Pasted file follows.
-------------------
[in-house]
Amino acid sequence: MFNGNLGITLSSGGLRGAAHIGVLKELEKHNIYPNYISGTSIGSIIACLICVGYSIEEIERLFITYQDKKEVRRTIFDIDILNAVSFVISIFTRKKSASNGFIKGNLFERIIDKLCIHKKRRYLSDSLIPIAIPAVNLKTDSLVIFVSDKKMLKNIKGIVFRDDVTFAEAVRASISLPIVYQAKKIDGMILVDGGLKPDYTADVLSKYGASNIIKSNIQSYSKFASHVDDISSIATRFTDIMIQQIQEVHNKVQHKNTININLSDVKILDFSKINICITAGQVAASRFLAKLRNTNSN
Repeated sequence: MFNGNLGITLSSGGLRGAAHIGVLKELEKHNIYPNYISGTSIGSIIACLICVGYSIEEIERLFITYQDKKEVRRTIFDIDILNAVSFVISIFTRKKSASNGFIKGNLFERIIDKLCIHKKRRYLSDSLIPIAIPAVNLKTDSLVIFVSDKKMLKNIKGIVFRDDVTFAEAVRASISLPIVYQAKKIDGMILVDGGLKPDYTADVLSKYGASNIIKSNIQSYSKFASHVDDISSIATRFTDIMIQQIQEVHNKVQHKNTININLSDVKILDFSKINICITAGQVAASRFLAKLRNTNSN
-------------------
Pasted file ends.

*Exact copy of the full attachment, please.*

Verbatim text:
[in-house]
Amino acid sequence: MFNGNLGITLSSGGLRGAAHIGVLKELEKHNIYPNYISGTSIGSIIACLICVGYSIEEIERLFITYQDKKEVRRTIFDIDILNAVSFVISIFTRKKSASNGFIKGNLFERIIDKLCIHKKRRYLSDSLIPIAIPAVNLKTDSLVIFVSDKKMLKNIKGIVFRDDVTFAEAVRASISLPIVYQAKKIDGMILVDGGLKPDYTADVLSKYGASNIIKSNIQSYSKFASHVDDISSIATRFTDIMIQQIQEVHNKVQHKNTININLSDVKILDFSKINICITAGQVAASRFLAKLRNTNSN
Repeated sequence: MFNGNLGITLSSGGLRGAAHIGVLKELEKHNIYPNYISGTSIGSIIACLICVGYSIEEIERLFITYQDKKEVRRTIFDIDILNAVSFVISIFTRKKSASNGFIKGNLFERIIDKLCIHKKRRYLSDSLIPIAIPAVNLKTDSLVIFVSDKKMLKNIKGIVFRDDVTFAEAVRASISLPIVYQAKKIDGMILVDGGLKPDYTADVLSKYGASNIIKSNIQSYSKFASHVDDISSIATRFTDIMIQQIQEVHNKVQHKNTININLSDVKILDFSKINICITAGQVAASRFLAKLRNTNSN